The Mysteries of Rapa Nui

Moais on Rapa Nui I

Rapa Nui, more commonly known as Easter Island, is a small island in the South Pacific west of Chile. Rapa Nui is most famous for its head stone statues, Moai. Archaeologists presume these statues were carved using volcanic ash on the island to honor significant entities in their religion or culture. Specialists suspect the Moais were built 1400 – 1650 AD but are unable to pinpoint an exact time.

This is a map of Rapa Nui along with the locations of Moai I Wonders of the World

The mystery that makes the Moais captivating is how they were transported. The majority of these statues are 13 feet tall, weighing over 13 tons each. The tallest Moai is over 33 feet tall, called Paro. There are over 1000 Moais on Easter Island spread around the island. Researchers believe the statues were intentionally placed near freshwater lakes which are sacred on Rapa Nui. The Moais were used as an indication that freshwater was nearby for the Rapa Nui people.  

There are several theories on how the Moais traveled across the volcanic landforms. In 1955, Thor Heyerdahl surfaced a method of moving the statues. The method was using a wooden plank under the Moai and dragging it. He experimented by using a 10-ton Moai on the island. Another theory created in 1970 was an inverted wooden “V” attempting to push the Moai up and dragging it like this. But, oral tradition says that the Moais were moved vertically. In 1987, engineer Pavel Pavel predicted that the Rapa Nui people used a rope and tied it at the bottom and the top of the Moai and dragged them using a twisting motion but making sure it doesn’t fall, there was the rope at the top preventing it. The Charles Love theory, attempted in 1987, was that the Moai is placed on two large wooden planks and those planks are above several narrow logs. Then, ropes are tied around the Moai’s legs and dragged, the logs acting as wheels. The last theory, according to National Geographic, was created only eleven years ago in 2011. This theory requires more rope as there are three sides of men controlling a line of rope. By pulling each side of the rope, left and right, it will move forward. Using any of these methods would require an absurd amount of manpower and handfuls of time.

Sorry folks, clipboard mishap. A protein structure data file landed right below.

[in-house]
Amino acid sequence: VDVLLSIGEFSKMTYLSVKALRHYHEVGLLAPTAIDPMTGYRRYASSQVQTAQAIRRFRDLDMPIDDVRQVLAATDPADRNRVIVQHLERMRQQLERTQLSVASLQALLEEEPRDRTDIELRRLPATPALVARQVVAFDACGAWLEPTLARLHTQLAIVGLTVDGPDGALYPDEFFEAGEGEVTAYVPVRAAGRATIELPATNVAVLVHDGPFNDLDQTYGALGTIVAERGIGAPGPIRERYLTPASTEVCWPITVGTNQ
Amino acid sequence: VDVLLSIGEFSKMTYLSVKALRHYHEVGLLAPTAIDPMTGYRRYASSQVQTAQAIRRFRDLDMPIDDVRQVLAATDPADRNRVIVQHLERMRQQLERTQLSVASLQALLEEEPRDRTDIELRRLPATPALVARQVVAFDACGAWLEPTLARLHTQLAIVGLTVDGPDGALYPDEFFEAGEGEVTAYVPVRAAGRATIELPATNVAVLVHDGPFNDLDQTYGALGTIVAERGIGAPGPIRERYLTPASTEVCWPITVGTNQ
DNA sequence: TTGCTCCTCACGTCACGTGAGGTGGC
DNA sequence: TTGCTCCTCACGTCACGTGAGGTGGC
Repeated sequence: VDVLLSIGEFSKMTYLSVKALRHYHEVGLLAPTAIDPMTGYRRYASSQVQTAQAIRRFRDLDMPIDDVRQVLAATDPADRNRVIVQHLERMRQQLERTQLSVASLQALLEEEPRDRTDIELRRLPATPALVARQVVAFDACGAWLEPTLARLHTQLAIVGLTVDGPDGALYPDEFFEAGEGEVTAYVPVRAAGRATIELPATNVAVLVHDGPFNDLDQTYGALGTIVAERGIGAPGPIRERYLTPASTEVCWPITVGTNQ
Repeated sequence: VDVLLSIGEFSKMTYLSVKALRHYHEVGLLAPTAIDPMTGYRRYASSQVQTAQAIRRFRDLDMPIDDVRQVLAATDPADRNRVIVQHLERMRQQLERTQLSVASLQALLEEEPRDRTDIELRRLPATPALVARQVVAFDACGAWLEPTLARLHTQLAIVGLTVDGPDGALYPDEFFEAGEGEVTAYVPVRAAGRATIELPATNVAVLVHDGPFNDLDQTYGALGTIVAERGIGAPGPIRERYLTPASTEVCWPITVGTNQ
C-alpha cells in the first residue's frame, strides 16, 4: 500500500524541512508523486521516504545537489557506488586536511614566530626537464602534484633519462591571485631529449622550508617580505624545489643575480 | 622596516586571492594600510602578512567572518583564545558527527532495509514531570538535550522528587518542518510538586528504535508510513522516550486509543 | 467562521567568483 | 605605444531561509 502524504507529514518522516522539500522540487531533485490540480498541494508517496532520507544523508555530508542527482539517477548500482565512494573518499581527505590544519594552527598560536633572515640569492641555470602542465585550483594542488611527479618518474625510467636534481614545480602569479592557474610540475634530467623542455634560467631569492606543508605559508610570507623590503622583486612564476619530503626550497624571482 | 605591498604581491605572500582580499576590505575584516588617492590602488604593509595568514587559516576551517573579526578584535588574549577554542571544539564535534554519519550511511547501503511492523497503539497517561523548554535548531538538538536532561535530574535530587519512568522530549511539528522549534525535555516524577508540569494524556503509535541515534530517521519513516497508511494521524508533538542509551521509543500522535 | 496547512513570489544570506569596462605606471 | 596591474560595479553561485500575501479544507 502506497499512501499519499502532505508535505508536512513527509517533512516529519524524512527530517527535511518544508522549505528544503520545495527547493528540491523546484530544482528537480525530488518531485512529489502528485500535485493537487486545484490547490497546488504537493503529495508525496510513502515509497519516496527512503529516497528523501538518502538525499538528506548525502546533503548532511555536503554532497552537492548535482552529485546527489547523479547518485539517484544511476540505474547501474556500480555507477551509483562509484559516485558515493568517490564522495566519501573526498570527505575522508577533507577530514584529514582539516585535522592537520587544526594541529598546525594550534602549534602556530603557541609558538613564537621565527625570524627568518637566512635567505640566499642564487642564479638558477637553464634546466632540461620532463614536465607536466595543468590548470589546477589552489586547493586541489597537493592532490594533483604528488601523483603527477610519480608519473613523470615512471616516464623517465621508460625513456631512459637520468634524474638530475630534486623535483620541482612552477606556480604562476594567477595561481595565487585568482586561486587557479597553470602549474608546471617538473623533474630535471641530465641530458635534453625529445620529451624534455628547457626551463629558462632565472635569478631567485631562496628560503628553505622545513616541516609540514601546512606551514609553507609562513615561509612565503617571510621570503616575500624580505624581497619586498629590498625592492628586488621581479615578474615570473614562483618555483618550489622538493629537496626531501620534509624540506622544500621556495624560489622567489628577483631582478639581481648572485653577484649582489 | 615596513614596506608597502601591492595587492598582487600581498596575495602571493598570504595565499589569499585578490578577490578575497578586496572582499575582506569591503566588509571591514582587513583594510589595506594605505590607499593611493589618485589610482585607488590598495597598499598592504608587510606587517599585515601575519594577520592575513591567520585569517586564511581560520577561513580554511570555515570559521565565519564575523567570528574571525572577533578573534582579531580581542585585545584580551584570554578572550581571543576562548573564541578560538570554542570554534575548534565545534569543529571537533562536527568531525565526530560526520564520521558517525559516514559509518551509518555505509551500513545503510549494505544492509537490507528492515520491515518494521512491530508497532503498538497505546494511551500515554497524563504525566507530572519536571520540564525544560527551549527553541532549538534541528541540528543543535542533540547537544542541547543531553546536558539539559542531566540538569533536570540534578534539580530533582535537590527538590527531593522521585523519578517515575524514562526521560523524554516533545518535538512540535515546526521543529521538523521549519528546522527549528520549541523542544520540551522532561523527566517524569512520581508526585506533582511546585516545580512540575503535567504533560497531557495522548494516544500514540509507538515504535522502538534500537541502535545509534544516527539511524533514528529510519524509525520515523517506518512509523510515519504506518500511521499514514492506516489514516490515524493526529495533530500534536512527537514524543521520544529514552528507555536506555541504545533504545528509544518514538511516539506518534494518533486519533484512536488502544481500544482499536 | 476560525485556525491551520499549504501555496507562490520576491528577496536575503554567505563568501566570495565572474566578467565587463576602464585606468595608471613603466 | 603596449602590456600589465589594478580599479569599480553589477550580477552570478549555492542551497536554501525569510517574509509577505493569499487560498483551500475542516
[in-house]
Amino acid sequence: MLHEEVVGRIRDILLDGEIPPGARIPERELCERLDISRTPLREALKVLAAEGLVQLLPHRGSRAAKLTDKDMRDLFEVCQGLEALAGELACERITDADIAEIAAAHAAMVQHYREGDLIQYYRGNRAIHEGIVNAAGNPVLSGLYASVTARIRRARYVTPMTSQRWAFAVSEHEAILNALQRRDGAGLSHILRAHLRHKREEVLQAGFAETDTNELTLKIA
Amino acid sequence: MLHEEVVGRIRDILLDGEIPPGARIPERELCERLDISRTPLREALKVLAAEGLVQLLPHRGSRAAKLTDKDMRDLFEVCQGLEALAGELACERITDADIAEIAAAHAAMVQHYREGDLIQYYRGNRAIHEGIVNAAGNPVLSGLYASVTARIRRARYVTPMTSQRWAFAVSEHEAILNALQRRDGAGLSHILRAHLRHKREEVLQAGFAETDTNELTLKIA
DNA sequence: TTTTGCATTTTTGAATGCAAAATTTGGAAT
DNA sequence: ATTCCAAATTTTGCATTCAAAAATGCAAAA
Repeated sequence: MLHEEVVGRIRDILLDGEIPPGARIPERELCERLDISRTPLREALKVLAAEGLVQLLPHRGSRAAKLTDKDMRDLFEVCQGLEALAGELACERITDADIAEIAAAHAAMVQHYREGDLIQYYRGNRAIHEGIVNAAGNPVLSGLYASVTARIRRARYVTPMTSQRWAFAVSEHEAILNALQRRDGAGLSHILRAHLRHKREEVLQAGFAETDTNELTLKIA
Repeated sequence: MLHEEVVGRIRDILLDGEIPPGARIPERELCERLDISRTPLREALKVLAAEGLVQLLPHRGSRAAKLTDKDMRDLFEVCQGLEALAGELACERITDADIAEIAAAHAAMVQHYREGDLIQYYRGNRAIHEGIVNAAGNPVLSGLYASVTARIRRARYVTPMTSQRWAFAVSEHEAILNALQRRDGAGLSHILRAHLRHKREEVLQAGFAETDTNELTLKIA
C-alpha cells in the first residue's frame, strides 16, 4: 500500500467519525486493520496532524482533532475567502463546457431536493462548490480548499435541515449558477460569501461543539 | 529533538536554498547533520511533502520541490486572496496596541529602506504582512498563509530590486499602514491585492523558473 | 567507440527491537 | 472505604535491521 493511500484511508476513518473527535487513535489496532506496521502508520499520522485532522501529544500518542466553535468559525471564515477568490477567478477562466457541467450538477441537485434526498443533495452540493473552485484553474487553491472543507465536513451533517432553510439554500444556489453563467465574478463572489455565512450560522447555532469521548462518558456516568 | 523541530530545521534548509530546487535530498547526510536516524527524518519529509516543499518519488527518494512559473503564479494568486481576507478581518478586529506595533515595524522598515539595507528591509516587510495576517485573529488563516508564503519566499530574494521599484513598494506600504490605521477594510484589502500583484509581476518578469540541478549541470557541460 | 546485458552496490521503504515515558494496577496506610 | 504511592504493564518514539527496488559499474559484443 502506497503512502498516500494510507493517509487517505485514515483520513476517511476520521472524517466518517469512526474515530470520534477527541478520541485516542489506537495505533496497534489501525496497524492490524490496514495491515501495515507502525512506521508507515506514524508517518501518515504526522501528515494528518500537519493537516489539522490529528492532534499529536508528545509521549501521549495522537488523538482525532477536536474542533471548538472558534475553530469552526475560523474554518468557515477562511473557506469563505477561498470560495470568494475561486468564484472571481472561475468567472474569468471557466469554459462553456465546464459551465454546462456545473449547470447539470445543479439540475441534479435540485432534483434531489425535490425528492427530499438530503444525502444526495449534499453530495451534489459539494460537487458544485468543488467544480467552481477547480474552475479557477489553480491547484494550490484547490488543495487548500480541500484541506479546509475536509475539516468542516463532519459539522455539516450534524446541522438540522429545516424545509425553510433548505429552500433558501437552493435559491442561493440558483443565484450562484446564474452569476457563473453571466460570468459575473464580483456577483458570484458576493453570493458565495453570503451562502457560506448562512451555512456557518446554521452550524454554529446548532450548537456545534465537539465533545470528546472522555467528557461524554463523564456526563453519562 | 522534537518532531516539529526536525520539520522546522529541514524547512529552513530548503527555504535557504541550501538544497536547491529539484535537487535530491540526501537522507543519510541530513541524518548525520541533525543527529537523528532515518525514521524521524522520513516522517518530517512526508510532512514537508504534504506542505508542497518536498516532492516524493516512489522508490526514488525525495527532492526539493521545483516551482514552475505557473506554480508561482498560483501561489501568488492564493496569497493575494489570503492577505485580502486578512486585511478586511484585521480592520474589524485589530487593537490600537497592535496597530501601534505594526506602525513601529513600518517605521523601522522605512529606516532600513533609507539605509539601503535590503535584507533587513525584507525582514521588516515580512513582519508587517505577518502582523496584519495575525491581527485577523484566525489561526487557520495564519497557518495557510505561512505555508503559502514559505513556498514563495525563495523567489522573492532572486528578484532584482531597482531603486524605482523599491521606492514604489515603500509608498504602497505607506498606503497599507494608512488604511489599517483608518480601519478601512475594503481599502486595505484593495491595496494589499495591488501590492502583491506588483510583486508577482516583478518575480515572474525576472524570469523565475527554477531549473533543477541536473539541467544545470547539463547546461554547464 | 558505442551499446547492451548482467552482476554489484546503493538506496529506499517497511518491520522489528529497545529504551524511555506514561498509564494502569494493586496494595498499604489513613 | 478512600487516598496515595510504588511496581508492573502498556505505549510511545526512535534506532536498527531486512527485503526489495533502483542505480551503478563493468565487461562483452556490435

About the Author

A sophomore from Geneva and lives in 06D. She is a staff writer for the Acronym and is passionate about the environment, fashion, and likes to read.

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